Portadown Town Trail

Craigavon Historical Society, with generous assistance from Craigavon Museum and Craigavon Borough Council, has produced a town trail for Portadown. This A5 sized booklets is 24 pages long, and available at the cost of £1.00 inclusive of postage and packing or they can be obtained from the Philip Wilson Memorial Library, Craigavon Museum Services, Waterside House, Oxford Island, Craigavon, BT66 6NJ or the Millennium Centre, William Street, Portadown.

As well as illustrating many of the fine buildings in each of the towns, the trails give information on their development and some of the characters associated with the towns.

Special rates are available for schools and for larger orders. Contact the Hon. Secretary for details or email to craigavonhs@btconnect.com


Extracts from the Portadown Town Trail are reproduced below:

Thomas Street Methodist Church - The building's rendered facade has a portico whose four columns have composite capitals and pilasters behind; the pediment above and the caves have heavy console brackets. Inside there is an oval gallery resting on 14 ornamental cast iron pillars, with an ornate and colourful compartmented plasterwork ceiling by Wyatt of Dublin. Adjoining the church to the left are two rendered manses for ministers, also built in 1860, Nos. 33 and 35 Thomas Street.

A few steps past the manses will take you to the older church which this one replaced: a pretty little building at the bend in the street.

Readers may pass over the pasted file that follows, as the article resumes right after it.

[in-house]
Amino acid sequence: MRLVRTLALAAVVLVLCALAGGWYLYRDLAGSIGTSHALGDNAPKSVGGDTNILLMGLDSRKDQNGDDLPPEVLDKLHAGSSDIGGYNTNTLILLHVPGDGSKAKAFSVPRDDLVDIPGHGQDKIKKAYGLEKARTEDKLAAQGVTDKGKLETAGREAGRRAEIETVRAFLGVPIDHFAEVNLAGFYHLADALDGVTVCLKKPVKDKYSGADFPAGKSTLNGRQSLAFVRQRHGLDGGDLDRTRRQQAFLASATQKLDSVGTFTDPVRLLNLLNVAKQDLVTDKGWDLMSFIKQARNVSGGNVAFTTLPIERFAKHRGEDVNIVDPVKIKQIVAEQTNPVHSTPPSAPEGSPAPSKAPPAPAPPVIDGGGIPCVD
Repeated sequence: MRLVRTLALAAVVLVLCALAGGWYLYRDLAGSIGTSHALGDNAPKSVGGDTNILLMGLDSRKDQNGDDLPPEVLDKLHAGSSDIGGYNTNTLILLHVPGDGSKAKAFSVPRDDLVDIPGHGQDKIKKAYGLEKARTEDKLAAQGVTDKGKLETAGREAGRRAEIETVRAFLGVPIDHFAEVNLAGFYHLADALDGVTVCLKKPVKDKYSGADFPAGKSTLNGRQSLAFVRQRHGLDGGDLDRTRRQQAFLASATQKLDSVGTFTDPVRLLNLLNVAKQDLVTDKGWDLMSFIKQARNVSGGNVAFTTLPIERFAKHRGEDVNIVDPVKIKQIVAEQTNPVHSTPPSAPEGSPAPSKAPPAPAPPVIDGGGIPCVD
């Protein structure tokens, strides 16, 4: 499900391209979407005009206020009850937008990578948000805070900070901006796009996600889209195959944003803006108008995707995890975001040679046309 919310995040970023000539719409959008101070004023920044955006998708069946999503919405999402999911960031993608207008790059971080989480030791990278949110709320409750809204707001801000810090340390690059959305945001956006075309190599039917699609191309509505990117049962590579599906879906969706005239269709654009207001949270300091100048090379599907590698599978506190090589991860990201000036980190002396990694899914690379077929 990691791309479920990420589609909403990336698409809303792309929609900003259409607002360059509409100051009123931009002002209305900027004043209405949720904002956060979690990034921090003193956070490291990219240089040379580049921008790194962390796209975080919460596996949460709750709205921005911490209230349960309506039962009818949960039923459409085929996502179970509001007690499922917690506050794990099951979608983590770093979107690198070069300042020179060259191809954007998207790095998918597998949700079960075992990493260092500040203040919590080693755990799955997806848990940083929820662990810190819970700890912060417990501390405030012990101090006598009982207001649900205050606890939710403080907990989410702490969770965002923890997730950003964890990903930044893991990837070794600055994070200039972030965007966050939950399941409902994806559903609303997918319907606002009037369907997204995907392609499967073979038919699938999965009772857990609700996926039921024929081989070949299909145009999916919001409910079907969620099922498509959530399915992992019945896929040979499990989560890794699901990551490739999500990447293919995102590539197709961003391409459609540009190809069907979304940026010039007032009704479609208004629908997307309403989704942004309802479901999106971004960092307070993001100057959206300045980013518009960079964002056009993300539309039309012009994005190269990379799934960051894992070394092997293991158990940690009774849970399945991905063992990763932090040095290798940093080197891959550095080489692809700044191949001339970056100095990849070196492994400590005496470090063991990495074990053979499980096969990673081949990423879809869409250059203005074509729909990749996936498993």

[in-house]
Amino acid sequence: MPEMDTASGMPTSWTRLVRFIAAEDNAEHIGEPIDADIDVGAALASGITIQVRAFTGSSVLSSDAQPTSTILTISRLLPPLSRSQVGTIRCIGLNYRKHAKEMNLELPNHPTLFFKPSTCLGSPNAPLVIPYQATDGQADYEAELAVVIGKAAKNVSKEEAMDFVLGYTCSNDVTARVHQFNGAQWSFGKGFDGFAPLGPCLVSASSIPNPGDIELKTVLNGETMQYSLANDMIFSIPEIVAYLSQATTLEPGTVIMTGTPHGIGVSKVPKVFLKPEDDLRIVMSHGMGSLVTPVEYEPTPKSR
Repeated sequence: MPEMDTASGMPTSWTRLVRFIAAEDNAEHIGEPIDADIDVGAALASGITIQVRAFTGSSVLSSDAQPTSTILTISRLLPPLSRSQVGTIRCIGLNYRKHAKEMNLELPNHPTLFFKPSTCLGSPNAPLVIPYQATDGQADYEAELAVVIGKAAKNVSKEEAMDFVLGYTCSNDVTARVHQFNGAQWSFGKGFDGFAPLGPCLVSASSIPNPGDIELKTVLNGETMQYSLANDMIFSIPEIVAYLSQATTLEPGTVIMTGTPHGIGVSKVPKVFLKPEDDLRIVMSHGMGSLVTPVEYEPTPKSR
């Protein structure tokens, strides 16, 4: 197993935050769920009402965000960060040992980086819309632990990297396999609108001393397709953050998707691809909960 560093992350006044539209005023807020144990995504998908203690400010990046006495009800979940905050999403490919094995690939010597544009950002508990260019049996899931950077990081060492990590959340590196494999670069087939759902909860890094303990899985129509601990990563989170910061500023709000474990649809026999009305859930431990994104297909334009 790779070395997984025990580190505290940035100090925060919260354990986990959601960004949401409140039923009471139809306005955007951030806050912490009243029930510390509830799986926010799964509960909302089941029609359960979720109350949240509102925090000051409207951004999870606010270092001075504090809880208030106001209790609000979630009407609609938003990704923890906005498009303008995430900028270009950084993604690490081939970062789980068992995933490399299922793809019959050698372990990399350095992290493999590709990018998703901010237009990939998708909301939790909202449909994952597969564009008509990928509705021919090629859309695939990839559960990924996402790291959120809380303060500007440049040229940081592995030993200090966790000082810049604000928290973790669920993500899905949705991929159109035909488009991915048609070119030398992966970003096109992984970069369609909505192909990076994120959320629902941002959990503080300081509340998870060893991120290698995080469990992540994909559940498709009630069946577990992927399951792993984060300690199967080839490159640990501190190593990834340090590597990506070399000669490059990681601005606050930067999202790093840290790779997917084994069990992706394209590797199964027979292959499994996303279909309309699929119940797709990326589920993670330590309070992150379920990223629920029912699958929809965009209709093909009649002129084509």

Old Methodist Church - From across the street you can see the datestone which shows the old church was erected in 1832. It is a two-storey blackstone building (right), with plain stone dressings at the corners and round the doors and windows, which have arched glazing bars. The basement (lit by windows at ground-level along the sides) housed a large school-room and smaller meeting rooms. To the left is a three-storey brick dwelling house for the superintendent minister, with two small rooms on each floor.

Both buildings were sold after the church moved to its larger premises in 1860; they have since been in use as offices for a wholesale grocery firm. This church was in turn preceeded by an older, smaller one: the first Methodist Church, built in 1802 in Church Lane, was the town's first formal church of any kind.

Now turn back along Thomas Street, noting as you go some more of the old blackstone warehouse/factory buildings on your left, and turn sharp right at the corner into William Street


St. Patrick's Church - This simple blackstone church was built in 1835, with a pinnacled tower and transepts added in 1861. Inside, extensive alterations to the sanctuary were carried out in 1982-3 following the Second Vatican Council.











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